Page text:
Publication Date


Document Type



In Young v. Yarn, the Georgia Court of Appeals interpreted the Georgia Medical Consent Law as not requiring a physician to warn a patient of the known risks of elective surgery for the patient's consent to be valid. The court thus decided that the doctrine of informed consent does not exist in Georgia as between patient and physician.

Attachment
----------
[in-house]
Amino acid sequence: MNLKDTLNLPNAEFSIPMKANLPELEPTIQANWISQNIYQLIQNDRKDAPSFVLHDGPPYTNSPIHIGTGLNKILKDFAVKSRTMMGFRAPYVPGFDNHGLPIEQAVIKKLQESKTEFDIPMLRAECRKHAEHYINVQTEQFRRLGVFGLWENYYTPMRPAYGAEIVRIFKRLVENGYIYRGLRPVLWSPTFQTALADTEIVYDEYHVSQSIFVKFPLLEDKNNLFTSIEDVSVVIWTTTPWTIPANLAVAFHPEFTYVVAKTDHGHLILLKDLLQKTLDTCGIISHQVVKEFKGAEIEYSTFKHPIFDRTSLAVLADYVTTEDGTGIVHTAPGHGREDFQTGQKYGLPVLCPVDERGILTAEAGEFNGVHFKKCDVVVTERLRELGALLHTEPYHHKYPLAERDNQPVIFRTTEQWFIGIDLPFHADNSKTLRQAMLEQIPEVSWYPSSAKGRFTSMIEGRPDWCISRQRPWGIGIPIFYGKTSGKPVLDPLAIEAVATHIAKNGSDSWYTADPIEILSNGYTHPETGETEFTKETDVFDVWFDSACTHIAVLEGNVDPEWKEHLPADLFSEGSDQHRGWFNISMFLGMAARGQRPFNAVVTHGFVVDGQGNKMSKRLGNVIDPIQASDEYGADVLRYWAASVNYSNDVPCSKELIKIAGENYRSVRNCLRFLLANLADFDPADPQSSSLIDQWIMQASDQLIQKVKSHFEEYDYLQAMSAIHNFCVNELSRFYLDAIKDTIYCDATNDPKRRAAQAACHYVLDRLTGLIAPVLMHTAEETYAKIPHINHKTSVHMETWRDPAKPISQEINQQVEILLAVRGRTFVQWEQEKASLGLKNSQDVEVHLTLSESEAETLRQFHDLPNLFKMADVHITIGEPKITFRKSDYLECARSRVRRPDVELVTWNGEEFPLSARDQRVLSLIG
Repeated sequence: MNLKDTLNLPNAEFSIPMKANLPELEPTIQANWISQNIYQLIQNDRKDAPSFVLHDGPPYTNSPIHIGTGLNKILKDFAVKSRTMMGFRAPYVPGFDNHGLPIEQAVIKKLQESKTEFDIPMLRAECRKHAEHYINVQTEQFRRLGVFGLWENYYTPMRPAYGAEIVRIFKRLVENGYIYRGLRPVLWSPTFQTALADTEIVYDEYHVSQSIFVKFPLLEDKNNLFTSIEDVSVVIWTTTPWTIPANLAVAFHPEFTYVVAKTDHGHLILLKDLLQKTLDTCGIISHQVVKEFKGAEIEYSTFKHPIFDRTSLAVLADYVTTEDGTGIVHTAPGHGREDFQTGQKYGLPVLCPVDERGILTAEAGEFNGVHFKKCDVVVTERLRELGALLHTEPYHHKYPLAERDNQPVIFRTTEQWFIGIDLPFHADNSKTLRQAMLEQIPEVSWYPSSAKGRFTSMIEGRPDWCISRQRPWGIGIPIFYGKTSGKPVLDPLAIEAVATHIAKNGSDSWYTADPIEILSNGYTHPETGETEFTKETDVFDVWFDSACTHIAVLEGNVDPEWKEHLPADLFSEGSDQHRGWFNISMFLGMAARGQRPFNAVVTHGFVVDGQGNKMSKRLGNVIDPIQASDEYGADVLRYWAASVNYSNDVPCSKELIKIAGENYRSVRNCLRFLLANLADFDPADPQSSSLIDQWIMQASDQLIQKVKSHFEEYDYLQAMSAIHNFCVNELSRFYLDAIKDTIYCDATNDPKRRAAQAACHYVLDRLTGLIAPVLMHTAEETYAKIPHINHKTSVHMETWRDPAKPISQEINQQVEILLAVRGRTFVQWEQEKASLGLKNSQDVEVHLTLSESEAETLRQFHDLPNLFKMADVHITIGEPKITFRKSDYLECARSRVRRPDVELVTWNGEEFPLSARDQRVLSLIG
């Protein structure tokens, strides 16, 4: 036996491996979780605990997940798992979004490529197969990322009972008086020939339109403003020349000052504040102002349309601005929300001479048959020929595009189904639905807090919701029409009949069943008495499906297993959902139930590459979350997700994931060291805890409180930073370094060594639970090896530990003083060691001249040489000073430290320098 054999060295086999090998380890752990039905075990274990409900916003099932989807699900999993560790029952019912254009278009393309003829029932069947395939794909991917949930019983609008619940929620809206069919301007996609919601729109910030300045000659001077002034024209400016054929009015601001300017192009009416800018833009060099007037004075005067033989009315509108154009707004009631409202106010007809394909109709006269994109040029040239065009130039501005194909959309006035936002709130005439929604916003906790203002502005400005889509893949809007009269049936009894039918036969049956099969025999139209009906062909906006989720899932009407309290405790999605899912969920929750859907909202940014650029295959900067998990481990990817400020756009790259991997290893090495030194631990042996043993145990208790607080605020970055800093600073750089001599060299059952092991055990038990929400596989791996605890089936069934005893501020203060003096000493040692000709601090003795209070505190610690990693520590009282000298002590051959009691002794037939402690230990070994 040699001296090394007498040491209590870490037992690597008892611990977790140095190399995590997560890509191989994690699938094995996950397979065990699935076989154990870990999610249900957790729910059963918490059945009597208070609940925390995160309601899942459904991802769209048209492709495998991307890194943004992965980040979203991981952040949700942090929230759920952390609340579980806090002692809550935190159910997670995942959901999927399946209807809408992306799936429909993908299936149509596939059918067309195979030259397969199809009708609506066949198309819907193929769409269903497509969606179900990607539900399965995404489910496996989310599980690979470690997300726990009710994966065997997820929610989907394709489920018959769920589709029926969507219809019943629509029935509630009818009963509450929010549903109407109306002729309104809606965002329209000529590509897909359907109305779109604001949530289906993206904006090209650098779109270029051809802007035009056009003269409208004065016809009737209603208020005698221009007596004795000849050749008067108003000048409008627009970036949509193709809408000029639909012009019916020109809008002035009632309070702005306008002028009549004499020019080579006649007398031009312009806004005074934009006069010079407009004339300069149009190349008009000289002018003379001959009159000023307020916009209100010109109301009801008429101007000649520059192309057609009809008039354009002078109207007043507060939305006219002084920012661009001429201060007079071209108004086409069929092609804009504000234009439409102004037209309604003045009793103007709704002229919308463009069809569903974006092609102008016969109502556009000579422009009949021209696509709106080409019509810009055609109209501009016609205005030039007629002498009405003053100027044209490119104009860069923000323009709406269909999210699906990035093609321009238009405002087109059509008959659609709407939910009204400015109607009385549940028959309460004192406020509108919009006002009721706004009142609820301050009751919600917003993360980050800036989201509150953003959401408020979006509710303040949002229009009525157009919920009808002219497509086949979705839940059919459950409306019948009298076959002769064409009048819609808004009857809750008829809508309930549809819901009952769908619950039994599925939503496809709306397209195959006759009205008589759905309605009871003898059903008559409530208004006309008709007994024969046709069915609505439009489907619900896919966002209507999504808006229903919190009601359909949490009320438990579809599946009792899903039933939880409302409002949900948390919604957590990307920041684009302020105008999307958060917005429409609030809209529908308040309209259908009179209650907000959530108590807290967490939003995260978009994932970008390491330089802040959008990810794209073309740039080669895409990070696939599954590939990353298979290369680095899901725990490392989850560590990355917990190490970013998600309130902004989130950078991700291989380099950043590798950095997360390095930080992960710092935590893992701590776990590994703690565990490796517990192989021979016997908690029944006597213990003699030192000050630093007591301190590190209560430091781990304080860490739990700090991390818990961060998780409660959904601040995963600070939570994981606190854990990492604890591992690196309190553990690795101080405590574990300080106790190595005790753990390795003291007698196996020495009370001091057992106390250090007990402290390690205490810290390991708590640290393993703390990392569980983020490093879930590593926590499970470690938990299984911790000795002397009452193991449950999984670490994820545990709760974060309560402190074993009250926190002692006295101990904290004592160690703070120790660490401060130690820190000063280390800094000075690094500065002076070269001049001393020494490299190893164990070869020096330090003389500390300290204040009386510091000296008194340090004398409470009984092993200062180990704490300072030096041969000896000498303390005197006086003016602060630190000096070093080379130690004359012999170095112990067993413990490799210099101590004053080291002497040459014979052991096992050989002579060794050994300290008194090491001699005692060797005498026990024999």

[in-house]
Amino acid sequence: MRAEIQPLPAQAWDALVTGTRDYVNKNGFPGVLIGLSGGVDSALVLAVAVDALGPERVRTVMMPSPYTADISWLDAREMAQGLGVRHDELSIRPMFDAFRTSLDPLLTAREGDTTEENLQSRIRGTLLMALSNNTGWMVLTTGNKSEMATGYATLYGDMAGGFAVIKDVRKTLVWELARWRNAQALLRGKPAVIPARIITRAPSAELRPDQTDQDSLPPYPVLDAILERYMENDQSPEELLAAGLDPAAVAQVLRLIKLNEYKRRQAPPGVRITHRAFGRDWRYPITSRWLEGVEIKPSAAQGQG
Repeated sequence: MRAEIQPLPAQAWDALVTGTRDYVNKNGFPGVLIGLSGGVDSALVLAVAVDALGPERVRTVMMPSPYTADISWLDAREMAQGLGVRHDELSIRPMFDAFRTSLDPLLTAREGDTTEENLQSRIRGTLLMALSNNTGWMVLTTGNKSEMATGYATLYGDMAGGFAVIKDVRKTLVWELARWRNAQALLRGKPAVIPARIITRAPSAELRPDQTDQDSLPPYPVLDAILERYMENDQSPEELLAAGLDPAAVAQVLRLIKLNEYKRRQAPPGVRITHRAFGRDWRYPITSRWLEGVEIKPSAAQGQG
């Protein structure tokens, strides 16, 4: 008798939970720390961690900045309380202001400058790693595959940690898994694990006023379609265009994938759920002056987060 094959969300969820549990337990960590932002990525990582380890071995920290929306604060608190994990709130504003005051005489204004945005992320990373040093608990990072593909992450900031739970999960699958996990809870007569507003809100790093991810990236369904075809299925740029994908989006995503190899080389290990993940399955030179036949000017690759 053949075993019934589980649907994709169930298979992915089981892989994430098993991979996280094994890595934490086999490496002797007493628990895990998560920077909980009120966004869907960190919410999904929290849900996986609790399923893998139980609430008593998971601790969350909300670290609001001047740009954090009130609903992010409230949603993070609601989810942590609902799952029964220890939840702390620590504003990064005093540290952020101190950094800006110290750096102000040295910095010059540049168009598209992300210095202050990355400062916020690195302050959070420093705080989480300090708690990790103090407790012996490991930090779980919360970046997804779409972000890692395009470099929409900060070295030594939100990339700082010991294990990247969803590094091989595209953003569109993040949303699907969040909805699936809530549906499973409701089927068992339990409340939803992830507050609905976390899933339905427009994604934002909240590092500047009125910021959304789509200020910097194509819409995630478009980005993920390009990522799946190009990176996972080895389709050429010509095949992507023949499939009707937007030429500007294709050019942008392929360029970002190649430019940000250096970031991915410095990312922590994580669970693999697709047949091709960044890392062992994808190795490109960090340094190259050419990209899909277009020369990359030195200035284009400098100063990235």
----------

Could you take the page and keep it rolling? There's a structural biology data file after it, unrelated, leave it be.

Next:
The plaintiff, Mrs. Maxine Young, engaged the defendant, Dr. Charles P. Yarn, a specialist in plastic and reconstructive surgery, to perform a meloplasty (facelift). While the defendant did render a general explanation of the procedures involved, he did not advise her of the possibility of hypertrophic scarring; instead, he encouraged her to undergo the surgical process which resulted in the permanent disfigurement of her face., Dr. Yarn later testified that he was aware of the risks of hypertrophic scarring associated with this type of surgical procedure, but the chance of such scarring occurring in this procedure was assessed by him to be about one-half of one percent. Other expert testimony, however, indicated that hypertrophic scarring could be expected to occur to some degree in approximately ten percent of those cases wherein a meloplasty is performed.